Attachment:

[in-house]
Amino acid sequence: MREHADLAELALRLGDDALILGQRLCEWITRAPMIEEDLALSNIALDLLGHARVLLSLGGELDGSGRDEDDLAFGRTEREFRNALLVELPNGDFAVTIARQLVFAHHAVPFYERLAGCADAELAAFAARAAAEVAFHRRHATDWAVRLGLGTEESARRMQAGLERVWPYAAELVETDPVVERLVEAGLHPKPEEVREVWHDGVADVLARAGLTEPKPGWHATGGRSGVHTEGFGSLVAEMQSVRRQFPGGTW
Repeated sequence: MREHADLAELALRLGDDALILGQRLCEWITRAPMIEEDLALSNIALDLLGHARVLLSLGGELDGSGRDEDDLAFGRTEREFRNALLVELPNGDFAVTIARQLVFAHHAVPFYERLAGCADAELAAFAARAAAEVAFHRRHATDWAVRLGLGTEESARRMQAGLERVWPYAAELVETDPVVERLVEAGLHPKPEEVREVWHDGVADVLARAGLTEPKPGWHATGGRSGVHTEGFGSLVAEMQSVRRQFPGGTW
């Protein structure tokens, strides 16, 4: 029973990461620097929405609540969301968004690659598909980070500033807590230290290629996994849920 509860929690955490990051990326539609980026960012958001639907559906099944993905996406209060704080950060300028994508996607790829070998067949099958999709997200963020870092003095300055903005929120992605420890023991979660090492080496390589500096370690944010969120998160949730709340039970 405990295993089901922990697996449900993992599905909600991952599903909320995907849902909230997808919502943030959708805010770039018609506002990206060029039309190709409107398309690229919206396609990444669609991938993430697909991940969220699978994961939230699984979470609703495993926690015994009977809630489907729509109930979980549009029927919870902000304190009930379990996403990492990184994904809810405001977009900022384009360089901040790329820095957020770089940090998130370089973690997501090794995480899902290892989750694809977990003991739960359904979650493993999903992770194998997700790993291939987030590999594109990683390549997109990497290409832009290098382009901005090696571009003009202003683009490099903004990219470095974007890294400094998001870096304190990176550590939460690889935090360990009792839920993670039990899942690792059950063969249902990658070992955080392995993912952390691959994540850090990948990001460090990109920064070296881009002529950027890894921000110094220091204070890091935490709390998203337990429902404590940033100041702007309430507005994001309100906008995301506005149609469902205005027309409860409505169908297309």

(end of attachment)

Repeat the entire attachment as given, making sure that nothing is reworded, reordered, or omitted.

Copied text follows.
[in-house]
Amino acid sequence: MREHADLAELALRLGDDALILGQRLCEWITRAPMIEEDLALSNIALDLLGHARVLLSLGGELDGSGRDEDDLAFGRTEREFRNALLVELPNGDFAVTIARQLVFAHHAVPFYERLAGCADAELAAFAARAAAEVAFHRRHATDWAVRLGLGTEESARRMQAGLERVWPYAAELVETDPVVERLVEAGLHPKPEEVREVWHDGVADVLARAGLTEPKPGWHATGGRSGVHTEGFGSLVAEMQSVRRQFPGGTW
Repeated sequence: MREHADLAELALRLGDDALILGQRLCEWITRAPMIEEDLALSNIALDLLGHARVLLSLGGELDGSGRDEDDLAFGRTEREFRNALLVELPNGDFAVTIARQLVFAHHAVPFYERLAGCADAELAAFAARAAAEVAFHRRHATDWAVRLGLGTEESARRMQAGLERVWPYAAELVETDPVVERLVEAGLHPKPEEVREVWHDGVADVLARAGLTEPKPGWHATGGRSGVHTEGFGSLVAEMQSVRRQFPGGTW
């Protein structure tokens, strides 16, 4: 029973990461620097929405609540969301968004690659598909980070500033807590230290290629996994849920 509860929690955490990051990326539609980026960012958001639907559906099944993905996406209060704080950060300028994508996607790829070998067949099958999709997200963020870092003095300055903005929120992605420890023991979660090492080496390589500096370690944010969120998160949730709340039970 405990295993089901922990697996449900993992599905909600991952599903909320995907849902909230997808919502943030959708805010770039018609506002990206060029039309190709409107398309690229919206396609990444669609991938993430697909991940969220699978994961939230699984979470609703495993926690015994009977809630489907729509109930979980549009029927919870902000304190009930379990996403990492990184994904809810405001977009900022384009360089901040790329820095957020770089940090998130370089973690997501090794995480899902290892989750694809977990003991739960359904979650493993999903992770194998997700790993291939987030590999594109990683390549997109990497290409832009290098382009901005090696571009003009202003683009490099903004990219470095974007890294400094998001870096304190990176550590939460690889935090360990009792839920993670039990899942690792059950063969249902990658070992955080392995993912952390691959994540850090990948990001460090990109920064070296881009002529950027890894921000110094220091204070890091935490709390998203337990429902404590940033100041702007309430507005994001309100906008995301506005149609469902205005027309409860409505169908297309």